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On a Desert Highway

The shaman wore long white sleeves rippling &
Minuscule in the bone-dry distance.
I jerked & righted the wheel
Plying invisible waves of hot sea
Always a moment just before the immediate future.

These warped slurs of air made of decades, centuries, a few
Seconds, who knows how speed/time/thermodynamics work when you’re
seated in air-
Conditioned comfort.
In my reverie, soon I forgot
I should have crashed into the first shining spirit hours before.
The mind itself a wobbly mirage on an endless road laid out before you.
Past midnight,
Momentarily dozing at seventy-nine miles per hour,
A second shaman’s white
Sleeves fluttered far ahead in the headlights, this one
Scattering yellow tulips from a basket like cake frosting on the fillet of asphalt.
A third wearing red
Scallop shells of grief
Still favors my raw primary years in sleep—
Always asking hoarsely for a new face to wear to parties, church, shopping
malls, funerals.

Whatever age I am right now,
Whatever degree of luminosity
In a dream or memory I have not yet had,
Let me say:
I will always acknowledge & race toward your shipwrecked souls—

Far beyond the blood vessels behind my lids,
Past even those frightening cacti of a million cochleas,
Swooshed into that amniotic zone
Where once we all soared, naked & glowing.

 

 

Passages

Ten thousand gods in the fields midblossom.
Overhead screeches a finned metal giant slithering
Its fast shadow over concrete straight through us like a bar-code scanner.

Illumined on a checkpoint screen, I watch a
Winged fetus in ultrasound. But it’s only purple-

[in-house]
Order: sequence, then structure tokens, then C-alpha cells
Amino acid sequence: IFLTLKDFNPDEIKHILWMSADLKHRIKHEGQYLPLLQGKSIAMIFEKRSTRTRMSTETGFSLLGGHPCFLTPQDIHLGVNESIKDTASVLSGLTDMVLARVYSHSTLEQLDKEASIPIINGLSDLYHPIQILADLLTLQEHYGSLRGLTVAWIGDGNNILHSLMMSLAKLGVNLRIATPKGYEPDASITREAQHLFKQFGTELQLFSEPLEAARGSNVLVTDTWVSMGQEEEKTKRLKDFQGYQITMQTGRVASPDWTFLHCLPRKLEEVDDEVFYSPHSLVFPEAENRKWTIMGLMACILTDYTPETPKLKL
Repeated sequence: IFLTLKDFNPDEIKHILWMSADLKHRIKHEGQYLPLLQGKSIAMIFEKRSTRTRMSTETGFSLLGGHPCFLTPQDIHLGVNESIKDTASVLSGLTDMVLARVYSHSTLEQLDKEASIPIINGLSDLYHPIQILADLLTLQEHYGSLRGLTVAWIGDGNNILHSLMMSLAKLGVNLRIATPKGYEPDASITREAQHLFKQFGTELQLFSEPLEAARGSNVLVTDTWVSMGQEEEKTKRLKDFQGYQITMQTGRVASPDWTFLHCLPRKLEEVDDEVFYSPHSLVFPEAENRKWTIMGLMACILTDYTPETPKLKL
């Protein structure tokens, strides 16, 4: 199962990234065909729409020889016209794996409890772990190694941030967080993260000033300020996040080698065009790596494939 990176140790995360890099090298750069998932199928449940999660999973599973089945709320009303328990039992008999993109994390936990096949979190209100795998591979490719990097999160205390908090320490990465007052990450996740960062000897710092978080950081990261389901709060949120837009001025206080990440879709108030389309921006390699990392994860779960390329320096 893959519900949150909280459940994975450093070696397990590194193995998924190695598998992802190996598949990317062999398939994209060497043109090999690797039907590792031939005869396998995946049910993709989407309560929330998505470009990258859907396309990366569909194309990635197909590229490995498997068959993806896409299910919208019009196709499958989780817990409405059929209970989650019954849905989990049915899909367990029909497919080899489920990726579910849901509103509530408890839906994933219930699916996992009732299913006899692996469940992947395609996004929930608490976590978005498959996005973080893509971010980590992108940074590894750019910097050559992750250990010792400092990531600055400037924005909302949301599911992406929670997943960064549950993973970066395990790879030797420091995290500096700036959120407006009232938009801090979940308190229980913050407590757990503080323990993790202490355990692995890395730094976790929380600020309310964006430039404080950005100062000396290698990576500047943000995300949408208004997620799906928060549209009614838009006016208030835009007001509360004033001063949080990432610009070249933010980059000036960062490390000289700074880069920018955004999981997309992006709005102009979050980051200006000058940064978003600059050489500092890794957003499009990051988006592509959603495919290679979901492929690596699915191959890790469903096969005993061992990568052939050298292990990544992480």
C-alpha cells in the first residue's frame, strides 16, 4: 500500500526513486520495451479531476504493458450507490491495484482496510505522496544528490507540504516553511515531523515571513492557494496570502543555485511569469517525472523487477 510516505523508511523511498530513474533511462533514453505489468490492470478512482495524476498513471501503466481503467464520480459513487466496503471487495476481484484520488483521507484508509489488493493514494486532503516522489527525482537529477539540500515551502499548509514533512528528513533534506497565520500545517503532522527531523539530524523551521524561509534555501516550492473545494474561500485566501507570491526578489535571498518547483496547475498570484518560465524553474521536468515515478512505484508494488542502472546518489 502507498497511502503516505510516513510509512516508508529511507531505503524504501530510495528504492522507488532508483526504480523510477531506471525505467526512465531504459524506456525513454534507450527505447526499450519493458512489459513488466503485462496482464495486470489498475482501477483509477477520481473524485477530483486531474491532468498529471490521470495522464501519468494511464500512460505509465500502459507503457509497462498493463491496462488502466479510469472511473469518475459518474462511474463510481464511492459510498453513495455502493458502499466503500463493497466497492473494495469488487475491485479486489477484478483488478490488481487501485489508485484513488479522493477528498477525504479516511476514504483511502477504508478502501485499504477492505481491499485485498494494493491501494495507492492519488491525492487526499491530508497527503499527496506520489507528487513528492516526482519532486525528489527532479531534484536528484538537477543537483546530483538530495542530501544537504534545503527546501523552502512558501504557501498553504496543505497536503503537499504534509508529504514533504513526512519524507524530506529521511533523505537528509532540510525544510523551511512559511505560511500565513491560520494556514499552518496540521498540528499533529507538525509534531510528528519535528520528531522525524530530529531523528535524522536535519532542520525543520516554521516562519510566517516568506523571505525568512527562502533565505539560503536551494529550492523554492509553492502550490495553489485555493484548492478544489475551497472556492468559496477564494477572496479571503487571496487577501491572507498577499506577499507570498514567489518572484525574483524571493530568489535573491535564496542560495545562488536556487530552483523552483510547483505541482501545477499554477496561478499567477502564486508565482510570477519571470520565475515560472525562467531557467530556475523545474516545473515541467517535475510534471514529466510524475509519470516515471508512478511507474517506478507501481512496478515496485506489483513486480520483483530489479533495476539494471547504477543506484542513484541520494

Striped socks, a hair dryer, six wallpaper samples.

Midmorning, daylight saving has a few confused.
Others smile or frown into the little black pools of their phones.
Palms and pink silk flowers along the moving concourse stand artificially
at ease.

Midflight, dozing and dreaming, a pagan
Dance foregrounds a molten harvest moon
While evil trots a racehorse, combing its hair.

Antelopes plant plum trees with a hooked Bronze Age tool.
Come autumn, we won’t ever arrive at the lighthouse.
Of course, we do finally scrape ashore. All winter

A dense figure on a trampoline flashes gang signs
By the village’s bustling well. Near dead,
The fresh pulp of a far sawmill suddenly awakens my blind

Grandfather and four-year-old father,
Midforest, midblizzard. For a long time
After the plane lands and deboards

Nothing memorable happens.


“On a Desert Highway” and “Passages” are used by permission from Mitochondrial Night (Coffee House Press, 2019). Copyright © 2019 by Ed Bok Lee.

Ed Bok Lee is the author of Whorled (Coffee House Press) and a recipient of a 2012 American Book Award and the Minnesota Book Award in Poetry. Lee is the son of North and South Korean emigrants—his mother originally a refugee from what is now North Korea; his father was raised during the Japanese colonial period and Korean War in what is now South Korea. Lee grew up in South Korea, North Dakota, and Minnesota, and was educated there and on both U.S. coasts, Russia, South Korea, and Kazakhstan. He teaches at Metropolitan State University in Saint Paul, Minnesota. Other honors include the Asian American Literary Award (Members’ Choice Award) and a PEN Open Book Award.

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